United States v. Pacheco, 225 F.3d 148 (2d Cir. 2000) (Rhode Island conviction of misdemeanor theft of a small video game valued at approximately $10, for which the individual received a one year suspended sentence); United States v. Graham, 169 F.3d 787 (3d Cir. 1999) (New York misdemeanor conviction of petty larceny); Wireko v. Reno, 211 F.3d 833 (4th Cir. 2000)(misdemeanor sexual battery, with 12-month suspended sentence, held crime of violence and therefore aggravated felony); United States v. Urias-Escobar, 281 F.3d 165, 167-168 (5th Cir. 2002), cert. denied, 122 S.Ct. 2377 (2002); United States v. Gonzales-Vela, 276 F.3d 763, 766-68 (6th Cir. 2001); Guerrero-Perez v. INS, 242 F.3d 727, 730-37 (7th Cir.), reh’g denied, 256 F.3d 546 (7th Cir. 2001); United States v. Alvarez-Gutierrez, 394 F.3d 1241 (9th Cir. Jan. 14, 2005) (Nevada conviction for statutory sexual seduction, for having had sexual intercourse with a 14-year-old girl, in violation of Nev.Rev.Stat. § § 200.364, 368 (2002), constituted a sexual abuse of a minor aggravated felony under INA § 101(a)(43)(A), 8 U.S.C. § 1101(a)(43)(A) (2003), for purposes of imposing an eight-level illegal re-entry sentence enhancement under U.S.S.G. § 2L1.2(b)(1)(C) (2003), even though it was a gross misdemeanor punishable by a sentence of up to one year, Nev.Rev.Stat. § 193.140 (2002)) (see lengthy and well-reasoned dissent by Judge Berzon); United States v. Saenz-Mendoza, 287 F.3d 1011, 1014 (10th Cir. 2002), cert. denied, 123 S.Ct. 315 (2002) (Utah conviction of child abuse, cruelty toward child, qualified as an crime of violence “aggravated felony” as defined by INA § 101(a)(43)(F), 8 U.S.C. 1101(a)(43)(F), for purpose of enhancement under U.S.S.G. § 2L1.2, of illegal re-entry sentence, even though Utah classified it as a misdemeanor); United States v. Marin-Navarette, 244 F.3d 1284, 128687 (11th Cir. 2001); United States v. Christopher, 239 F.3d 1191 (11th Cir. 2001) (misdemeanor Georgia conviction of theft by shoplifting, with 12 months suspended sentence).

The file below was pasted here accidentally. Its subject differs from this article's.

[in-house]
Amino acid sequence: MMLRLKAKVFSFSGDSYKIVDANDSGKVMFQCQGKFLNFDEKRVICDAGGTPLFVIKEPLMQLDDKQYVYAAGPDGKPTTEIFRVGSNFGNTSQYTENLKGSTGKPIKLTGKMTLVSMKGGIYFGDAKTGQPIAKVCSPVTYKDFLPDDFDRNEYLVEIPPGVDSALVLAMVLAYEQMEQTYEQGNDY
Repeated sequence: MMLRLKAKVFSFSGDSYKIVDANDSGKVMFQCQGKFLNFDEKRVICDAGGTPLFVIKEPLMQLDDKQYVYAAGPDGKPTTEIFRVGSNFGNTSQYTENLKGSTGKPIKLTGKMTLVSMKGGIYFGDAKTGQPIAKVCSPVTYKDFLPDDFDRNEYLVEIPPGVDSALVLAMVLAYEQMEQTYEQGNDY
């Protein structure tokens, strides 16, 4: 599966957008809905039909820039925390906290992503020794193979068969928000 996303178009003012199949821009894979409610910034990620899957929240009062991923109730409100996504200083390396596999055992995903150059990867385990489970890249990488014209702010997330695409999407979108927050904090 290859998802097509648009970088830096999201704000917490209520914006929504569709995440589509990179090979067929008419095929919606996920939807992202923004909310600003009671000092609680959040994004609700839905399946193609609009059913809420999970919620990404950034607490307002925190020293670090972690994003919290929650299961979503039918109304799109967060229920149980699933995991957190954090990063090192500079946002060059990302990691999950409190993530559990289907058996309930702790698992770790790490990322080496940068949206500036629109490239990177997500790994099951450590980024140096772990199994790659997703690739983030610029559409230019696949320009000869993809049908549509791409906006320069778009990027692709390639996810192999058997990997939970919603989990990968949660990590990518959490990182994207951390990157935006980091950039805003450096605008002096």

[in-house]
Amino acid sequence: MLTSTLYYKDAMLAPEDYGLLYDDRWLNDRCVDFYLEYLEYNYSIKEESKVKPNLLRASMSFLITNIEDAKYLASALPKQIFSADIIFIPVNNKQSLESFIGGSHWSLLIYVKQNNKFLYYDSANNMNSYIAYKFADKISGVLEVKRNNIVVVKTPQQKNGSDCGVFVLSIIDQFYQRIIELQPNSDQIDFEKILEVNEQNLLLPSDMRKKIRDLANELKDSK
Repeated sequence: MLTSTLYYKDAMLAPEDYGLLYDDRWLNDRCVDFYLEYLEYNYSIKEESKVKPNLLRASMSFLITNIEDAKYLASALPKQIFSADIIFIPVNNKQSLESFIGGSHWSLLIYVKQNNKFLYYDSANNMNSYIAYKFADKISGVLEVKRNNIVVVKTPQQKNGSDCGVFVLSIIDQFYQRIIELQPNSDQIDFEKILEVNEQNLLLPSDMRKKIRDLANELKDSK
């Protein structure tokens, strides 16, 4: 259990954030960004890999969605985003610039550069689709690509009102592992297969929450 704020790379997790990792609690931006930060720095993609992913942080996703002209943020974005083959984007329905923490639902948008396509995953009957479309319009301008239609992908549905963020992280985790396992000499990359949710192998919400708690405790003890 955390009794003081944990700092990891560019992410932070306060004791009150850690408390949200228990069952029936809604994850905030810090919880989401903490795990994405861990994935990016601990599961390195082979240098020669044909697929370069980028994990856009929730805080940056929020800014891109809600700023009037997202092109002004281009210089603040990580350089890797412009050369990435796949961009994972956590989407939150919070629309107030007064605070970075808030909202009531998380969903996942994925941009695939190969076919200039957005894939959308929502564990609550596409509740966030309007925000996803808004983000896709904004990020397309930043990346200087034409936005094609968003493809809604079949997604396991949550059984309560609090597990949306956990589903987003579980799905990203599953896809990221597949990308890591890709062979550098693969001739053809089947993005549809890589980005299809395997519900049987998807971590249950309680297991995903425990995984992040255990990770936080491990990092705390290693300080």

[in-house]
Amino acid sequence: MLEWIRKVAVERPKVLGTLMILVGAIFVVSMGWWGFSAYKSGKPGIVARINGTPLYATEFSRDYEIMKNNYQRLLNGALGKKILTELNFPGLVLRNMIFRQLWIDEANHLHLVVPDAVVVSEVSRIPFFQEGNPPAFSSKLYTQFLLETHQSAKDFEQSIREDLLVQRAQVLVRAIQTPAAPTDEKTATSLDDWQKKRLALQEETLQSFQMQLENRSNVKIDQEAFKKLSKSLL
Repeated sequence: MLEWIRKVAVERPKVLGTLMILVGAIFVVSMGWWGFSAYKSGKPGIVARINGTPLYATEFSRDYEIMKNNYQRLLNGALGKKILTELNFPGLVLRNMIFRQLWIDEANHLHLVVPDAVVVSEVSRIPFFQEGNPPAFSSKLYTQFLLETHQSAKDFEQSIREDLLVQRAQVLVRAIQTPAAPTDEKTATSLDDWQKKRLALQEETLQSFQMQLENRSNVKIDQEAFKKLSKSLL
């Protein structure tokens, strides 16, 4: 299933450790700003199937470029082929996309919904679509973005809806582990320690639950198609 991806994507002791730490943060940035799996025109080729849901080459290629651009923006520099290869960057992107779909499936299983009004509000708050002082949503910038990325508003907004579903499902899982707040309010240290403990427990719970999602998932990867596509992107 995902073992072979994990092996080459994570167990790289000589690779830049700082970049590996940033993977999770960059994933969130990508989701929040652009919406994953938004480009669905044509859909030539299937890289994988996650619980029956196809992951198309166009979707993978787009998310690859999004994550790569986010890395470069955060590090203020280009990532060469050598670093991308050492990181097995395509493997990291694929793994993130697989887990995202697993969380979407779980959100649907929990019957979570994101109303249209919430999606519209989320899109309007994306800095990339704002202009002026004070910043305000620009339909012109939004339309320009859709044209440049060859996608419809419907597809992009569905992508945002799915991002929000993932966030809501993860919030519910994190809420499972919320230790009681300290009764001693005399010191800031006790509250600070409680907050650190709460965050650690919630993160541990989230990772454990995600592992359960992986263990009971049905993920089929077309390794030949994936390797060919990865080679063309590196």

United States v. Graham, 169 F.3d 787 (3d Cir. 1999) (misdemeanor NY petty larceny).
 Matter of Crammond, 23 I. & N. Dec. 9 (BIA 2001), vacated by 23 I. & N. Dec. 179 (BIA 2001).
 INA § 101(a)(43)(A), 8 U.S.C. § 1101(a)(43)(A) (Supp. V 1999).
 Matter of Crammond, supra.
 Matter of Small, 23 I. & N. Dec. 448 (BIA 2002) (en banc) (misdemeanor conviction of sexual abuse of a minor, in violation of New York Penal Law § 130.60(2), with a sentence of one year in custody, constitutes an aggravated felony under INA § 101(a)(43)(F), 8 U.S.C. § 1101(a)(43)(F)).
 United States v. Marin-Navarette, 244 F.3d 1284 (11th Cir. 2001) (attempted third degree child molestation); Guerrero-Perez v. INS, 256 F.3d 546 (7th Cir. 2001) (Illinois Class A misdemeanor conviction for criminal sexual abuse); United States v. Gonzales-Vela, 276 F.3d 763 (6th Cir. 2001) (misdemeanor second degree sexual abuse).
 See Leocal v. Ashcroft, 543 U.S. 1, 160 L. Ed. 2d 271, 125 S.Ct. 377 (2004)(Supreme Court uses “ordinary meaning” approach to conclude that accidental injury does not fall within ordinary meaning of “crime of violence” aggravated felony definition: “In construing both parts of § 16, we cannot forget that we ultimately are determining the meaning of the term ‘crime of violence.’ The ordinary meaning of this term, combined with § 16’s emphasis on the use of physical force against another person (or the risk of having to use such force in committing a crime), suggests a category of violent, active crimes that cannot be said naturally to include DUI offenses.”).